While the fashions that are featured in the exhibition might seem far-removed from the sanctity of the Catholic Church, they should not be dismissed lightly, for they embody the storytelling traditions of Catholicism. Taken together, the fashions and artworks in ‘Heavenly Bodies’ sing with enchanted, and enchanting, voices.

The “storytelling traditions of Catholicism”, as he puts it, are not merely “stories”. They are articles of faith for the 1.2 billion Catholics who currently live on this planet, and for those now-deceased billions who, over the course of the last 2,000 years, have believed, suffered, and died for it. They did so all the while spreading what was originally viewed as a tiny heretical Jewish sect to the four corners of the earth, in obedience to Christ’s Great Commission before His Ascension to “Go teach all nations.”

Catholics do not share tales about the Passion, Death, and Resurrection of Jesus Christ, or the humility and grace of the Blessed Virgin Mary, or the persecution of martyrs, or the spiritual teachings of the doctors and mystics of the Church, in the same way that we might talk about what we did on vacation, or what happened on the most recent episode of “Homeland”, or how Cinderella had a magical fairy godmother who gave her a pair of glass slippers. We do not represent these things in paint, textile, or metal merely for the purposes of decoration, as if they were nothing more than representations of some old chestnut or fish story from a murky past with which we no longer have any connection. Moreover, even with the promised segregation of sacred objects from secular fashions in this show, the visitor will be confronted with a montage whose very title – particularly the term “Heavenly Bodies” – when spoken aloud suggests concepts which ought not to be considered in the same breath.

I have no doubt that some of the objects on loan from Rome are splendid, in themselves, and had this been an exhibition solely about liturgical or papal vestments, textiles, or the like, standing independently, I’m sure it would have been a fascinating display of centuries of history. But that’s not what this is: it’s an ill-advised attempt by Rome to try to seem hip and current, and will provide those who hate Christianity in general and Catholicism in particular with plenty of ammunition to fire at the Church. I find the entire concept of this exhibition to be offensive, tacky, and grossly ill-informed – much like this Papacy – and shame on the Vatican for even considering being a part of this travesty.

I urge my fellow Catholic readers in particular not to go see this show, nor to have anything to do with it.

Here endeth the rant. Now, on to some better news.

Missing Degas: Found

In one of the strangest art recovery stories I’ve read in some time, news outlets have been reporting about the recovery of a stolen work by Edgar Degas (1834-1917), “Les Choristes” (1877), which was found by French Customs inspectors on a bus parked at a gas station outside of Paris. The work was one of a number of pieces left to the French nation by Impressionist painter Gustave Caillebotte (1848-1894), a close friend of Degas, and had been stolen nine years ago while on loan from the Musée d’Orsay to an exhibition at a museum in Marseilles. The Orsay has now announced that the piece will be part of a Degas exhibition next year, which will eventually travel to the National Gallery here in DC.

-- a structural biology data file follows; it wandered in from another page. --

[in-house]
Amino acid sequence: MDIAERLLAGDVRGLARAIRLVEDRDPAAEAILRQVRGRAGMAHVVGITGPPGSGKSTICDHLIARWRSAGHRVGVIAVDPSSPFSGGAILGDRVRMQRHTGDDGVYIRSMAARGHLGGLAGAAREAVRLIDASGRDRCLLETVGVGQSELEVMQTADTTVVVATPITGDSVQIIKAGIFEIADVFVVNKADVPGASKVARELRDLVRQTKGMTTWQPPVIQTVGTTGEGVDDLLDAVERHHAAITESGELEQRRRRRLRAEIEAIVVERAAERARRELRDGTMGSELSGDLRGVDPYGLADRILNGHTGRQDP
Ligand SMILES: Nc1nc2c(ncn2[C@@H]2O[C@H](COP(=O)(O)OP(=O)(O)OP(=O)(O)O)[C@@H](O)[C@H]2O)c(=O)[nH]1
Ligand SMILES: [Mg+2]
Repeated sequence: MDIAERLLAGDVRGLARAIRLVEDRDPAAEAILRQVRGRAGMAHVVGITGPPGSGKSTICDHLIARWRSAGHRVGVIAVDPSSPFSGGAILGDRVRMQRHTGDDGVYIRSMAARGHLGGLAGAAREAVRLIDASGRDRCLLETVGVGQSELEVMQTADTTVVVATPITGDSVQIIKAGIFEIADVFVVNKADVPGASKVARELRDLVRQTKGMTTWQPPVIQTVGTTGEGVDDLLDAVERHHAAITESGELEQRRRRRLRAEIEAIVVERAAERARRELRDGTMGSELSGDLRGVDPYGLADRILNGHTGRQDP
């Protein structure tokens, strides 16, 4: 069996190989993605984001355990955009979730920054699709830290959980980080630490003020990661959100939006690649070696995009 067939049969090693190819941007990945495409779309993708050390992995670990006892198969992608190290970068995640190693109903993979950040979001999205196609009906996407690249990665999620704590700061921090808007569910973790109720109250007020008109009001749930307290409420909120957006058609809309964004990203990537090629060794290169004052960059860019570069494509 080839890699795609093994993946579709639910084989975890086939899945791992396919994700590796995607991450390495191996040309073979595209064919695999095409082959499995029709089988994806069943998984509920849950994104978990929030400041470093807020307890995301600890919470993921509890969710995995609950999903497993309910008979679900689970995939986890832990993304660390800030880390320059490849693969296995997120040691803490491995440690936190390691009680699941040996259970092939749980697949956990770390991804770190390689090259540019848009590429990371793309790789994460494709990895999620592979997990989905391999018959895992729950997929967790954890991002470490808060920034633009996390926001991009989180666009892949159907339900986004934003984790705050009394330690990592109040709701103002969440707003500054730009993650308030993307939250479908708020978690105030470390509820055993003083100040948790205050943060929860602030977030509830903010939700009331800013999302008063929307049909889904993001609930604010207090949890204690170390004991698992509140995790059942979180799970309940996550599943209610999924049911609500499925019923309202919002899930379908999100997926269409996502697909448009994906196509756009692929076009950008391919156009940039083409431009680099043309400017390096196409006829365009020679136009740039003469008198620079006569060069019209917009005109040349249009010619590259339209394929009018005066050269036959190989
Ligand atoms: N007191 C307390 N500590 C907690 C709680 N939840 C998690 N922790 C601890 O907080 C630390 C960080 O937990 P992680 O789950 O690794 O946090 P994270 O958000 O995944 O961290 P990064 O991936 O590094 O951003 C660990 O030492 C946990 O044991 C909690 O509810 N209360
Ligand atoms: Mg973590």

Degas

Missing Monet: Found

A long-lost painting by Claude Monet (1840-1926) is now back home – in Japan. “Water Lilies: Reflection of Willows” (1916), a study for the artist’s set of water lily paintings now in the Musée de l’Orangerie, was purchased in the 1920’s by Japanese industrialist Kojiro Matsukata, who amassed one of the first great collections of Western art in his country. The painting was moved to France for safekeeping during World War II. No one seems to know for certain exactly how it ended up in the Louvre, but in 2016 it was discovered in a storage area of the museum, rolled up and heavily damaged; currently, the surface is being held together by tape, as you can see below. The piece is now undergoing restoration at Japan’s National Museum of Western Art in Tokyo, and will subsequently be placed on public display.

Monet

Missing Caravaggio: A Clue?

You may recall that back in November, I shared a story about the search for a stolen altarpiece by Caravaggio (1571-1610): his “Adoration of the Shepherds” (1609), a detail of which appears below, which was painted for the Oratory of St. Lawrence in Palermo, Sicily. At the time, well-known art detective Charley Hill indicated that he believed he was on the trail of the missing painting, which was allegedly stolen to order by the Mafia. The latest development, according to a crime informant anyway, is that the painting was sold to a now-deceased Swiss art dealer, and cut into pieces so that it could be shipped to Switzerland undetected. Let’s hope that it still exists somewhere.

Shepherds

 

 

 

 

 

Meet Mr. Full Moon, Tokyo’s Civil Superhero

While many of my readers come here to read my opinions on things like art, architecture, the Church, society, and so on, I’m also aware that some of my most popular posts in terms of statistics are actually ones touching on the world of superheroes.  To that end, and since Fridays no one really wants to be reading the kind of involved essays I typically write, for the next few weeks I’m going to try making Fridays a superhero-themed blog day, and see what the reaction is. I haven’t thought of a clever title for this feature, so if you want to suggest one, please drop me a line using the “Contact” tab above.

Today I thought I’d highlight a real-life superhero on the streets of Tokyo.  Mangetsu-man is not a figure known to most of my readers outside of Japan, I expect.  However, when I read this story I thought, “Now that’s really what being a superhero is all about.”

Mangestu-man (“Mr. Full Moon”) has become a well-known figure on the streets of the Japanese capital over the past year, with his purple cape and giant. tennis ball-like head.  He spends most of his time tidying up litter, and encouraging the citizens of his fair city to be civil and clean.  Frankly, many Western cities have become so filthy and uncivil that they could do with an army of Mr. Full Moons.

In keeping his city clean, Mangetsu-man’s particular area of interest is the Nihonbashi Bridge.  This is partially because he is trying to draw attention to efforts for its restoration and rehabilitation.  In the 1960’s, Tokyo rather stupidly built a freeway over the most beautiful old bridge in the city.  In doing so, the authorities not only created a blighted area under the freeway, which is covered in the trash discarded by passing motorists above, but they also obscured the views of Japan’s beloved Mount Fuji.

As someone who appreciates civility, architectural restoration, and superheroes, clearly I have a warm spot in my heart for Mangestu-man.  If you can read Japanese, his Twitter account may be found here.  Keep up the good work, Mr. Full Moon!

Mangetsu-man setting a good example for a young citizen of Tokyo

Mangetsu-man setting a good example for a young citizen of Tokyo